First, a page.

Elsie Janis (Born Delaware, Ohio 1-16-1889 – Died Beverly Hills, California 2-26-1956) was an American vaudevillian, Broadway superstar and World War I heroine who was once one of the most famous women in show business. While a little child she showed a gift for mimicry which was encouraged by her divorced mother Jennie, who was the ultimate stage mother.
Blanche Ring (Boston, April 24, 1871 – Hollywood, January 13, 1961) was an early star of vaudeville and one of the most important early stars of Broadway musicals. When her superstar career dimmed in the 1920s she took on character roles in Hollywood movies.
Emma Carus (March 18, 1879 Berlin, Germany - November 18, 1927, Venice, California) was the daughter of an opera singer and a classical music concert manager, although very little is certain about her early life. As a child in Berlin, she had voice training and remained with her family for some years, no doubt learning to speak German and speaking English with a slight accent. The family emigrated to America probably due to difficulty getting work and Emma began working in a hotel where she also sang. Songwriter Monroe H.
What Ziegfeld did for Anna Held, the Shubert Brothers did five years later for Gaby Deslys. They made her famous in America before she first arrived from Paris and set foot on an American stage. Gaby Deslys was a willing partner in her exploitation.
Annette Hanshaw (Manhattan, October 18, 1901 – Manhattan, March 13, 1985) was born Catherine Annette Hanshaw. A number of her family members were in vaudeville and she was brought up to love the entertainment business although she studied art and design and wanted to be an artist and portrait painter. She was an exceptionally beautiful girl and had a lovely singing voice that came across wonderfully clearly over the radio and on records at the local stations she would sing for.
Dolly Connolly (born Chicago December 16, 1888 – died New York November 30, 1965) was perhaps the most beautiful of the famous ragtime singers and had marked out a steady career for herself in vaudeville when she met up and coming composer and accompanist Percy Wenrich, a handsome but rather shy and nerdy fellow who became a pop music genius.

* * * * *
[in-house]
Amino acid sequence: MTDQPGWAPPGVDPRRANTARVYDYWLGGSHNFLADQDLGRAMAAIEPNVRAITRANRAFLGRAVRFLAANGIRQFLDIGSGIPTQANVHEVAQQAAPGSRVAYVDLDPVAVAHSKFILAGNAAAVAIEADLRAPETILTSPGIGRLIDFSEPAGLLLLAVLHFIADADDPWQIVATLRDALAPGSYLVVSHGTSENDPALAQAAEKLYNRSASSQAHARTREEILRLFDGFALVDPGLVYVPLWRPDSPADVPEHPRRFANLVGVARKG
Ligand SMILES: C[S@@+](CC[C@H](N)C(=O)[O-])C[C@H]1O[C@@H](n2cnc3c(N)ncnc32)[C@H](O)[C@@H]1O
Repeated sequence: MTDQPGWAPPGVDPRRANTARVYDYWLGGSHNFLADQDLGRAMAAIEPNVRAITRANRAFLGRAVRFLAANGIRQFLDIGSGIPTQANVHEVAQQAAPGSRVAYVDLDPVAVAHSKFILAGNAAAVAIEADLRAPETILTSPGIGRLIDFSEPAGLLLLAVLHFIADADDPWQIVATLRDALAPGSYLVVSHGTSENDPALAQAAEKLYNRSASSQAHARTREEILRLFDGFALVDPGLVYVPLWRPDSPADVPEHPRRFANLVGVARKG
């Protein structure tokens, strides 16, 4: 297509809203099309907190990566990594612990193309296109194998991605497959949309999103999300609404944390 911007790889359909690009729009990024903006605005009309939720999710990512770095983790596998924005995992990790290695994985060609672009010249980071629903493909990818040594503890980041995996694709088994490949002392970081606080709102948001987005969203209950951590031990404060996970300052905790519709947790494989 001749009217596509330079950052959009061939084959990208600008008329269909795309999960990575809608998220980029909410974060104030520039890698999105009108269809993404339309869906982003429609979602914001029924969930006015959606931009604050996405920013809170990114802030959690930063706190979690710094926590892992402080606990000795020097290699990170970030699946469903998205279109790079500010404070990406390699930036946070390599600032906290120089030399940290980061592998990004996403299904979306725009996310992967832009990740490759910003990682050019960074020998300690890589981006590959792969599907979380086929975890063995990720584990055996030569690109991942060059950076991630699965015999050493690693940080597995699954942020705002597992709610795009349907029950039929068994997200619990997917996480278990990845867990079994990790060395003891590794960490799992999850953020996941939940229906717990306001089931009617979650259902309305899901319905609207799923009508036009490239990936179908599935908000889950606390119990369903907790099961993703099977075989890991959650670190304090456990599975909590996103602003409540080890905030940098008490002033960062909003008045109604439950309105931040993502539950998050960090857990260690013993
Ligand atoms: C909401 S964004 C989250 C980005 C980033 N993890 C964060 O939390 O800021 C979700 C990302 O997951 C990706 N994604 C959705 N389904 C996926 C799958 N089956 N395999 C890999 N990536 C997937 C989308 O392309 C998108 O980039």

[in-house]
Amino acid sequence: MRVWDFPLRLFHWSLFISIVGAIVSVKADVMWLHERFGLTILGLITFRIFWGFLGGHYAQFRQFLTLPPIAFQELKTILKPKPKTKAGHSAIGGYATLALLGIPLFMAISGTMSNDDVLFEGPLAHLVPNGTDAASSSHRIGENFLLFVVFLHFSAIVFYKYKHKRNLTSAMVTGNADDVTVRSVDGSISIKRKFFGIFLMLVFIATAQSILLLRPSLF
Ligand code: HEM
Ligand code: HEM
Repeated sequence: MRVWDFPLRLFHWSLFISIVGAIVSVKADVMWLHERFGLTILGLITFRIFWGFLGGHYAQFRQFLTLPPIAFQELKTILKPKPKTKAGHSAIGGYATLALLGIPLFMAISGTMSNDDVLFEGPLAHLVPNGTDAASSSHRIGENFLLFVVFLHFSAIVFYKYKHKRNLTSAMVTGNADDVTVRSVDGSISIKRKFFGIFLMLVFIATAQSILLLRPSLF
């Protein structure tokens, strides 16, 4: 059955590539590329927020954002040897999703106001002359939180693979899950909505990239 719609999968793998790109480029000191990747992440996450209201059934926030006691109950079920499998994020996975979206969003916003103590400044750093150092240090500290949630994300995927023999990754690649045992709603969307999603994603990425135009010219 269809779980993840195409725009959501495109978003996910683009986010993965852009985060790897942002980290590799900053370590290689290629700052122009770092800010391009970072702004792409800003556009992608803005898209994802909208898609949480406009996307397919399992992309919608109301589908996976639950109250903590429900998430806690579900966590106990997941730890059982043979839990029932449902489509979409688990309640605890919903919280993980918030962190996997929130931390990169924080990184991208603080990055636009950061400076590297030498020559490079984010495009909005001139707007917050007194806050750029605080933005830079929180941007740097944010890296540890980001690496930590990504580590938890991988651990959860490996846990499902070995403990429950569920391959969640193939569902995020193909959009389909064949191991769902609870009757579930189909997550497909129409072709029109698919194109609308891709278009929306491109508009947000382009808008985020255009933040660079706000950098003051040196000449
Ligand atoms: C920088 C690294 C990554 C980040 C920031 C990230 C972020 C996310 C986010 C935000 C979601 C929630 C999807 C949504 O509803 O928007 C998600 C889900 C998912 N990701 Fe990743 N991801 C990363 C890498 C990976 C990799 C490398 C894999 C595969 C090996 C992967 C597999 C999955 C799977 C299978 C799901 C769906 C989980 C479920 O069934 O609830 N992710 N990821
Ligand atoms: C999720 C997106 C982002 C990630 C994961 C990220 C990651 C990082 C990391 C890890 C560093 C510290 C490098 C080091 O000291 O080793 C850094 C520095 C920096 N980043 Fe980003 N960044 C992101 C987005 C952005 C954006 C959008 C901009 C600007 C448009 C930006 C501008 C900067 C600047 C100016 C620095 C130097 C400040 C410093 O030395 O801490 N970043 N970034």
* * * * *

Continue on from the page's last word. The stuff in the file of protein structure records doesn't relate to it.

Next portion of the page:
Martha Meldania Boswell (1905 - 1958), Constance (Connee) Foore Boswell (1907 - 1976) and Helvetia George Boswell (1911 - 1988) were musicians and music-loving amateurs who performed as a sister act for friends in New Orleans. The family was from Kansas City but moved early on to Louisiana. After winning an amateur contest they were picked up by WSMB radio in New Orleans, then on radio in Los Angeles in 1929 and 1930 and finally with NBC in New York on a program called Pleasure Hour.
Ukrainian born Sophie Tucker (1887-1966, real name Sonya Kalish) was perhaps the greatest female star in vaudeville and she remained a household word for more than 50 years due to her remarkable ability to continually re-invent herself and make herself relevant and hip to several generations of audiences.
If Al Jolson was the king of vaudeville then Sophie Tucker (born Sonya Kalish, January 13, 1887 – February 9, 1966) was the reigning queen with a career that spanned six decades. The university collection contains a scarf belonging to Sophie, one of many she would give out as gifts to serious fans and admirers. There is also an extensive sheet music collection, for Sophie probably appears on more sheet music than any other female performer of the 1910s and 1920s, her golden era.
Jill Corey began her life as Norma Jean Esperanza, youngest of five children in the tiny coal-mining town of Avonmore, Pennsylvania, the youngest of five children.